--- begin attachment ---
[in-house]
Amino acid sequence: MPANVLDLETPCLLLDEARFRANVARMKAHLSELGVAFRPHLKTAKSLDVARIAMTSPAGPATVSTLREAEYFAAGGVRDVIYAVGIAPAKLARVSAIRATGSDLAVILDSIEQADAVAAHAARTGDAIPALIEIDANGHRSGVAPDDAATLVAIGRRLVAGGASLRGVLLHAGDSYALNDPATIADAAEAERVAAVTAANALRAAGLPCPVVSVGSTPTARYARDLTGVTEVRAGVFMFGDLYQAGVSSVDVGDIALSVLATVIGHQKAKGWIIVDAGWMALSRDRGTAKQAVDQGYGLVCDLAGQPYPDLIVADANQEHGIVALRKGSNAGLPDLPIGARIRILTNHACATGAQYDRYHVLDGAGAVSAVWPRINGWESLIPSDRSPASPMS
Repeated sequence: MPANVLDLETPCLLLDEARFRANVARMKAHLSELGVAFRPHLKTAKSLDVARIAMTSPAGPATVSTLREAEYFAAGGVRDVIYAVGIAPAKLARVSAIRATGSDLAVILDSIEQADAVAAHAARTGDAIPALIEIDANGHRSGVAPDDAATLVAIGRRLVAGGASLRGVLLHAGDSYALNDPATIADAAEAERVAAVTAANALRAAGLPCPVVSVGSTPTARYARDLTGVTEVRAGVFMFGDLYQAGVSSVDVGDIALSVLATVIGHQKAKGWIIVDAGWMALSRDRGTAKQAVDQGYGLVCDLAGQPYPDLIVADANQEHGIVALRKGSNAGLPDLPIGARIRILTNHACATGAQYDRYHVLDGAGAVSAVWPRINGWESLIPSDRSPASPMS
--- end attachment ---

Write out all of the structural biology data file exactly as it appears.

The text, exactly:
[in-house]
Amino acid sequence: MPANVLDLETPCLLLDEARFRANVARMKAHLSELGVAFRPHLKTAKSLDVARIAMTSPAGPATVSTLREAEYFAAGGVRDVIYAVGIAPAKLARVSAIRATGSDLAVILDSIEQADAVAAHAARTGDAIPALIEIDANGHRSGVAPDDAATLVAIGRRLVAGGASLRGVLLHAGDSYALNDPATIADAAEAERVAAVTAANALRAAGLPCPVVSVGSTPTARYARDLTGVTEVRAGVFMFGDLYQAGVSSVDVGDIALSVLATVIGHQKAKGWIIVDAGWMALSRDRGTAKQAVDQGYGLVCDLAGQPYPDLIVADANQEHGIVALRKGSNAGLPDLPIGARIRILTNHACATGAQYDRYHVLDGAGAVSAVWPRINGWESLIPSDRSPASPMS
Repeated sequence: MPANVLDLETPCLLLDEARFRANVARMKAHLSELGVAFRPHLKTAKSLDVARIAMTSPAGPATVSTLREAEYFAAGGVRDVIYAVGIAPAKLARVSAIRATGSDLAVILDSIEQADAVAAHAARTGDAIPALIEIDANGHRSGVAPDDAATLVAIGRRLVAGGASLRGVLLHAGDSYALNDPATIADAAEAERVAAVTAANALRAAGLPCPVVSVGSTPTARYARDLTGVTEVRAGVFMFGDLYQAGVSSVDVGDIALSVLATVIGHQKAKGWIIVDAGWMALSRDRGTAKQAVDQGYGLVCDLAGQPYPDLIVADANQEHGIVALRKGSNAGLPDLPIGARIRILTNHACATGAQYDRYHVLDGAGAVSAVWPRINGWESLIPSDRSPASPMS